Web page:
A side-effect free Haskell program?

What are side-effects?

Functional programming is all about controlling side-effects in your program.

According to Wikipedia:

[…] a function or expression is said to have a side-effect if it modifies some state outside its scope or has an observable interaction with its calling functions or the outside world besides returning a value. For example, a particular function might modify a global variable or static variable, modify one of its arguments, raise an exception, write data to a display or file, read data, or call other side-effecting functions.

Haskell is particularly explicit about these side-effects.
Here are a few examples of functions from the Haskell standard library:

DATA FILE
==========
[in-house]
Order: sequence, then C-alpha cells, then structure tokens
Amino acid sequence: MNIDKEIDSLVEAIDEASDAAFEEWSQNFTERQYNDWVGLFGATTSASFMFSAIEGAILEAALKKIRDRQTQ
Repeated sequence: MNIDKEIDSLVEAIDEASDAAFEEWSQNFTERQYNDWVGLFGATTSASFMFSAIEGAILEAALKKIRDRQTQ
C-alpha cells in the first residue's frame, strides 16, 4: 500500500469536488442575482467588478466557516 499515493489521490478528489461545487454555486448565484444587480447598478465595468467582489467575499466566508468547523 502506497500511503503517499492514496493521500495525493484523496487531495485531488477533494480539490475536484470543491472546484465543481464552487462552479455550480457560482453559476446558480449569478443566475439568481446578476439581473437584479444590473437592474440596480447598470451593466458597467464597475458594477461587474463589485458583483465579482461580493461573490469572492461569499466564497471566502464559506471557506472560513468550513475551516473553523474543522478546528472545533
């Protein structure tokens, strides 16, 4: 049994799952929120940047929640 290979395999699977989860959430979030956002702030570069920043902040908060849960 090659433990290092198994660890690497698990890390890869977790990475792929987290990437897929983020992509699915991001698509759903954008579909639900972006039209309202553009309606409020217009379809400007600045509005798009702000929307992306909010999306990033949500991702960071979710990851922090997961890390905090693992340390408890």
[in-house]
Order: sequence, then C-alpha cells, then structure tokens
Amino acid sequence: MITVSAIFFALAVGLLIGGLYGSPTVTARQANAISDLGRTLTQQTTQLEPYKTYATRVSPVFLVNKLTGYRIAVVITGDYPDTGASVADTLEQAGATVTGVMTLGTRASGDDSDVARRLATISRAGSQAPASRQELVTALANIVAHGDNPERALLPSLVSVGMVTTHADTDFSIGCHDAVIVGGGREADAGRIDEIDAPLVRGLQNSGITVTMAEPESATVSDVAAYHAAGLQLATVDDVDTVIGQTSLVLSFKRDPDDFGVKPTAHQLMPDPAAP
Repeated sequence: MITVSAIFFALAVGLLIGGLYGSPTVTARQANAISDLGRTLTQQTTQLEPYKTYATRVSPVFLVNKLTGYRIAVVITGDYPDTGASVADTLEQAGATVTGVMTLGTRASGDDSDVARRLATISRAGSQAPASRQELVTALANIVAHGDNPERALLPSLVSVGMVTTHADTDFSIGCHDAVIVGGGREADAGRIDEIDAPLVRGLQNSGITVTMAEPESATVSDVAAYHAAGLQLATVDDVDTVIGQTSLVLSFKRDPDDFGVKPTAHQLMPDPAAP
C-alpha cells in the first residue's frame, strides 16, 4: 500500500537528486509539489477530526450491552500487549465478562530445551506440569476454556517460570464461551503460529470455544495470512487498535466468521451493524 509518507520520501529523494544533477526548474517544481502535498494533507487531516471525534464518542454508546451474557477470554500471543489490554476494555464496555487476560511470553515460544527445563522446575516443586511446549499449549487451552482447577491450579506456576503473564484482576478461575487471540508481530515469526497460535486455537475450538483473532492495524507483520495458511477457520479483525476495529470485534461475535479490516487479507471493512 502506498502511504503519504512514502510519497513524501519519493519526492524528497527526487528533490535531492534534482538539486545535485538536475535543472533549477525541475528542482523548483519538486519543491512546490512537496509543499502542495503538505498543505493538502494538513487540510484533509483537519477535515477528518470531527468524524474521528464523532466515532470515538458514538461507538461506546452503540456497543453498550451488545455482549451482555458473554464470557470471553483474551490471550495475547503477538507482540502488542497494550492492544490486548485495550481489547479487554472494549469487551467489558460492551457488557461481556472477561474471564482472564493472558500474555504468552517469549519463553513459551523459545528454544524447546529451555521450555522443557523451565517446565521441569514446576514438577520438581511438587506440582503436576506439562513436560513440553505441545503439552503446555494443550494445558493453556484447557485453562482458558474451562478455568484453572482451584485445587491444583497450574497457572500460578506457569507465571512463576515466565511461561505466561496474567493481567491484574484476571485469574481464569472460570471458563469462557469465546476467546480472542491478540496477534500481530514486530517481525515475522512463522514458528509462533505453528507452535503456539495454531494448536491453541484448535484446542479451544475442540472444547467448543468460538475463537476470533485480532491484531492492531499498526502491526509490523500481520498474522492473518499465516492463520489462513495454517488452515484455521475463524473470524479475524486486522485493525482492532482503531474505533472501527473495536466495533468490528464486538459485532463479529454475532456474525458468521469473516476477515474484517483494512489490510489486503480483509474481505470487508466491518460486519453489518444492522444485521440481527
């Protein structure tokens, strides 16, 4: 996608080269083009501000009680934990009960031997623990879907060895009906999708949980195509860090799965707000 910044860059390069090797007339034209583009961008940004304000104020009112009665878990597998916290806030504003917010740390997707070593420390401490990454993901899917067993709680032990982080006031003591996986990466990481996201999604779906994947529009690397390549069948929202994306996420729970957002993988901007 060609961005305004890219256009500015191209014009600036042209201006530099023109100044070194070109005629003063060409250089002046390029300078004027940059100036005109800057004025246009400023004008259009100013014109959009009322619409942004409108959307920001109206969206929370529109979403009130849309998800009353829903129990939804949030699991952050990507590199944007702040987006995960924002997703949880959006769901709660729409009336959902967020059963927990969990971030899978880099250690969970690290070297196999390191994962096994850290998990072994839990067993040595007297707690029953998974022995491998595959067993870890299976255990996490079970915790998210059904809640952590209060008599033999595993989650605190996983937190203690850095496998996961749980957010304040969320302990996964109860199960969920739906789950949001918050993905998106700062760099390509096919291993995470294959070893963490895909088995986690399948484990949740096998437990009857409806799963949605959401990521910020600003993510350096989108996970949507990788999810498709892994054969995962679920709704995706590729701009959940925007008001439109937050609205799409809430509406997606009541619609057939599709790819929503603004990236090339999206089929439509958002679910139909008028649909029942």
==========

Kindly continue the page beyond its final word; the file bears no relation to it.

-- Write a string to the standard output device
putStrLn :: String -> IO ()

-- Read a file and returns the contents of the file
readFile :: FilePath -> IO String

Both of these functions are returning a special type; the IO monad. It represents the result of a computation involving I/O (writing to the console or reading a file on disk).

A program

A particularity of Haskell is that it even consider your program as an IO monad.
The following example is a simple hello world:

main :: IO ()
main = do
    putStrLn "Hello, World!"

You can see that in the type definition the main function returns an IO monad of any type (unit here).

Now imagine that you want to create a program that doesn't invoke any side-effect functions. From the Haskell point of view this program would do absolutely nothing, you even cannot express it since the main needs an IO monad.


Is it possible a write a side-effect free program in Haskell?

The answer is no. A program is by definition (in Haskell at least) a side-effect.

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